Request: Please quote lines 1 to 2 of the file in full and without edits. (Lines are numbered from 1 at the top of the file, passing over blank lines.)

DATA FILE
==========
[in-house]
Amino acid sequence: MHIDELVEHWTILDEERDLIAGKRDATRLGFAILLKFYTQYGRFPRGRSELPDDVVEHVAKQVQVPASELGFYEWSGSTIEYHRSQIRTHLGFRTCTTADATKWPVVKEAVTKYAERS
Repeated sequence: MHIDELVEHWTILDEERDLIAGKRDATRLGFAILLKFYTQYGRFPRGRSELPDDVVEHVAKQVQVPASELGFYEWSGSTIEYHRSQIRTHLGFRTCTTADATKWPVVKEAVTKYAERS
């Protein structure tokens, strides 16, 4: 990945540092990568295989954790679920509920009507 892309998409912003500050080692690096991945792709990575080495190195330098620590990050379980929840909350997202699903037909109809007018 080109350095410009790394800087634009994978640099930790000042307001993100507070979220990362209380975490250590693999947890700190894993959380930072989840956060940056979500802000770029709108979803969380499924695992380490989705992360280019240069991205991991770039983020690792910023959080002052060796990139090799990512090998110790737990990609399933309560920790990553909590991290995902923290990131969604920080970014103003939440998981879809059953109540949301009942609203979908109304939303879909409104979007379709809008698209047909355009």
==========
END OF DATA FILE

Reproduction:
[in-house]
Amino acid sequence: MHIDELVEHWTILDEERDLIAGKRDATRLGFAILLKFYTQYGRFPRGRSELPDDVVEHVAKQVQVPASELGFYEWSGSTIEYHRSQIRTHLGFRTCTTADATKWPVVKEAVTKYAERS